NEWS: Bailey exits with blurry vision as Giants drop opener to Phillies

he Giants lost one of their cornerstone players on Friday night, when catcher Patrick Bailey was forced to depart a 4-3 series-opening defeat to the Phillies after taking a foul ball off his face mask.

Bailey started behind the plate, but was shaken up after taking a direct hit during Alec Bohm’s at-bat in the first inning. He returned to catch starter Jordan Hicks in the second, but he signaled for head athletic trainer Dave Groeschner and manager Bob Melvin after Nick Castellanos reached on a one-out throwing error by third baseman Matt Chapman.

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After a brief discussion, Bailey exited the game and was replaced by backup catcher Tom Murphy. The Giants announced that Bailey departed with blurry vision, though he wasn’t placed in concussion protocol and was being evaluated by team doctors after the game.

“I think he’s doing a little better,” Melvin said. “I think he had some blurry vision. Obviously, we were going to be proactive with that. The doc saw him, and we’re monitoring him right now.”

Bailey, 24, previously landed on the concussion list last September, when he missed six games following a home-plate collision with then-Cubs infielder Jeimer Candelario. He’s been wearing a Q-collar — an FDA-approved, externally worn device that gently compresses the neck to keep more blood volume inside the head and reduce the brain’s movement upon impact — to try to prevent more concussions, but it wasn’t enough to stave off his latest injury scare on Friday.

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“It’s terrifying, right?” Murphy said. “I feel for that kid deeply. Hopefully he figures out maybe a better mask system, something better for him. I know he’s wearing the neck thing to help him with that. I just really hope he’s OK.”

If Bailey needs to miss time, the Giants could call up Blake Sabol, who is the only other catcher on the 40-man roster now that former top prospect Joey Bart is no longer with the organization. Sabol, 26, spent the entire 2023 campaign with San Francisco after sticking as a Rule 5 Draft pick, but he opened this year at Triple-A Sacramento, where he entered Friday batting .243 with a .702 OPS and one home run over 21 games.

Losing Bailey for an extended period of time would be a huge blow to the Giants, who have leaned on the second-year backstop for not only his Gold Glove-caliber defense, but also his steady production at the plate. He’s one of the few bats that has been consistently performing for San Francisco early this year, hitting .278 with an .800 OPS and three homers through 25 games.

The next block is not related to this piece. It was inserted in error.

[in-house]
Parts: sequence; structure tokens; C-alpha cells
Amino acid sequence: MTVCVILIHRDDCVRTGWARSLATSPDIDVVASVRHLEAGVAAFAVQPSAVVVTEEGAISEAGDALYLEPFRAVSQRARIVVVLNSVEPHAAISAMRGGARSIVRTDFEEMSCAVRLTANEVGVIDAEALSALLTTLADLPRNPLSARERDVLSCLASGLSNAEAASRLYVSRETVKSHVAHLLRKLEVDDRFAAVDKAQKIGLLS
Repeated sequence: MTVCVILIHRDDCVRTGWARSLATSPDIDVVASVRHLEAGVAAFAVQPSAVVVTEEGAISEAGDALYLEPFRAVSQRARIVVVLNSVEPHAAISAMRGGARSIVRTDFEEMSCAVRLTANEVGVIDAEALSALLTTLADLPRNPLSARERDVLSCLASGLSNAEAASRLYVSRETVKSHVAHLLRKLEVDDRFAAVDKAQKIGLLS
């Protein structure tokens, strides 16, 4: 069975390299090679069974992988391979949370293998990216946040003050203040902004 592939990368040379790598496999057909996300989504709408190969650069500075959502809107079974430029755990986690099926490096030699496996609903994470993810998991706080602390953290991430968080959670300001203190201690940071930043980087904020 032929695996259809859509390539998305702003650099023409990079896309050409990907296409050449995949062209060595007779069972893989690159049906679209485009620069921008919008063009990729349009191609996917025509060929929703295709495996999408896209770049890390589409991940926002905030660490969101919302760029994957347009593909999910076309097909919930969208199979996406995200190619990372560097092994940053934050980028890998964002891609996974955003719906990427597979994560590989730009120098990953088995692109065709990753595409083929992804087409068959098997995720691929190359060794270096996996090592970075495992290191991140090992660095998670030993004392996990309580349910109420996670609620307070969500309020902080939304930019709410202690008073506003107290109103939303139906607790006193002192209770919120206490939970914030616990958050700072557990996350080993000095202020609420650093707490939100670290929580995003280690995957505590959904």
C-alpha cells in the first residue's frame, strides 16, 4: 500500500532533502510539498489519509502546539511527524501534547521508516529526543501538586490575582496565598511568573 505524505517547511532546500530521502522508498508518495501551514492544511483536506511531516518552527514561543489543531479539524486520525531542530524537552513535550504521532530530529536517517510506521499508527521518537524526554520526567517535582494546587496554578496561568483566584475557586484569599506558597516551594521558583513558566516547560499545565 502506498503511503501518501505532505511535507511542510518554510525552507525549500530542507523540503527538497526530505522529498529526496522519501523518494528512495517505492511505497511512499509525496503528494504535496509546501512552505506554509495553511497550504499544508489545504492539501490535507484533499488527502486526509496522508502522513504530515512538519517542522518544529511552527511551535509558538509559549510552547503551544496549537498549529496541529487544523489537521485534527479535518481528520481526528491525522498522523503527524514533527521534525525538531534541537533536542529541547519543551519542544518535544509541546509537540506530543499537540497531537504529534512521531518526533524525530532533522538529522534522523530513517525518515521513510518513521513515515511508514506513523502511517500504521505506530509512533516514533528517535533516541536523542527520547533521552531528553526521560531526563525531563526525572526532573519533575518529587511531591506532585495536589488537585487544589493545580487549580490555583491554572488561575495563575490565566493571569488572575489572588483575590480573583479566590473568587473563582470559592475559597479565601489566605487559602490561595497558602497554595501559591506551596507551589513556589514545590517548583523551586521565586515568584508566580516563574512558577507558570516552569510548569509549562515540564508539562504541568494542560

“Hopefully it’s not a loss,” Melvin said. “He is central to kind of everything we do.”

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“I just kind of joke around with him and call him Yadi [Molina] Jr.,” added Hicks, who gave up four runs (two earned) over four innings. “He’s just a great young talent in my eyes.”

Bailey drew a leadoff walk in his lone plate appearance in the second and came around to score on Thairo Estrada’s two-run double, but the Giants couldn’t deliver the knockout blow when they had Phillies right-hander Aaron Nola on the ropes. An uncharacteristically wild Nola issued four walks in a 46-pitch inning and fell into a two-out, bases-loaded jam, but managed to limit the damage by getting Jorge Soler to pop out to end the inning.

The Phillies erased the deficit by scoring three runs in the third, which began with a second error by Chapman, who couldn’t hang on to Kyle Schwarber’s pop-up in shallow left field. The Phillies took advantage of another defensive miscue to extend their lead to 4-2 in the fourth, when the speedy Trea Turner singled, stole a base and then scored all the way from second on a passed ball by Murphy.

Murphy tried to recover the ball and throw to the plate, but his toss sailed a bit wide, allowing Turner to slide in just ahead of Hicks’ tag.

“I saw [Turner] rounding third, and I was like, ‘Let’s go,’” Hicks said. “Just a tough throw. I tried to turn my body and make the play. I thought I got him. I guess good heads-up play by him.”

Soler had another chance to break the game open when he came up with the bases loaded and no outs in the seventh, but he pushed across only one run after grounding into a double play. The Cuban slugger is only 3-for-26 with runners in scoring position this season, a major reason why the Giants have now been held to three runs or fewer in eight consecutive games.

“We all feel like he’s going to get a hit in those situations,” Melvin said. “It just hasn’t happened yet.”

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